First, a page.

Field Notes: Words in the Times

The New York Times’ overall conveyance of words is consistency and utility, first and foremost. While I find the Times can be old-fashioned and inflexible, I attempted to give those designers a bit more credit in this analysis. While variation from day-to-day or year-to-year might be stale, the Times does break its own rules from section to section in order to best represent words and news in each of its departments.

While The New York Times is often tradition its its approach to words, they certainly recognize that some subject matters deserve different treatment than others. The Sunday Review looks a lot different than the Monday news section.

The Times does get creative in its features and editorial sections. It does get clever in its headlines and vary size and placement.  The New York Times can be playful, localized, and even mysterious. Yes — ultimately the Times upholds consistency and utility over all else, but those can be accomplished through variety and knowing the audience of each section and story.

To that end, the types of heads used by the Times vary across sections. Generally in news, heads are relatively short and informative. There is a lot of news to get out on the front page, so an approach of provided multiple entry points is used. Some of these words are clever, but only after utility is considered.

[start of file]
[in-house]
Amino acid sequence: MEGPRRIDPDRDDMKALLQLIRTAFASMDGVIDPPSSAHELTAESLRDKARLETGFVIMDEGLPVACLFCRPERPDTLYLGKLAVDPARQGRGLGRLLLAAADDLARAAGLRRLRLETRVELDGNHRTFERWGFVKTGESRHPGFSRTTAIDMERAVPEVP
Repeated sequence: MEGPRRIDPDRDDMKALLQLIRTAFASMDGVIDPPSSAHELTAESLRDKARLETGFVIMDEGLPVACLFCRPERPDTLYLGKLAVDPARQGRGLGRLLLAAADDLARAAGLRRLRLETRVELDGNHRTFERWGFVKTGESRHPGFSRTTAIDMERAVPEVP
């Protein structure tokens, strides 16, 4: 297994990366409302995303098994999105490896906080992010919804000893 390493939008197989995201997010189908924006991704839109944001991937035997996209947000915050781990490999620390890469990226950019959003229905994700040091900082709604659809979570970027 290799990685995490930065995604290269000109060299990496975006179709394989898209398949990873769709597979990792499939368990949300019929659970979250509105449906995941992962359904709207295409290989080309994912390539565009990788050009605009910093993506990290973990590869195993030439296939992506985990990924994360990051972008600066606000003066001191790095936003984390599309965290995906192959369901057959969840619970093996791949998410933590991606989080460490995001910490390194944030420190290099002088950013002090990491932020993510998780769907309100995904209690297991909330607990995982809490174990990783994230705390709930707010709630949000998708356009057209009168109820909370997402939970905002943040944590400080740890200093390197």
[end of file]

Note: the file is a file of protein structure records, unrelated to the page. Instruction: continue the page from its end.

Elements of stories can be set off by commas, but The Times generally favors more headlines (or headlines complemented by one or more decks) over long headlines, as show below.

Size of words in the Times news sections matters for hierarchy. Capital letters also indicate importance of words on the page. Major news stories get large caps, as seen here.

Inside the news section, the Times uses many banner heads stretching across the page, with both decks and subheads.

In sections other than news, hammer are frequent. The opinion section couches conceptual and abstract hammer heads in a lot of white space. This fits the content nicely. The hammers and cushions in white space and are inviting the reader to think a little longer about what they are saying instead of asking the reader to suck up a lot of information in one sitting.

A hammer headline in the opinion section.

For features sections, heads are bigger. In business, for example, the spacing between lines is of note as well as how the package is presented.  That is, the heads and other words are working and relying a lot more on other elements like photos and graphics. More examples of these will follow.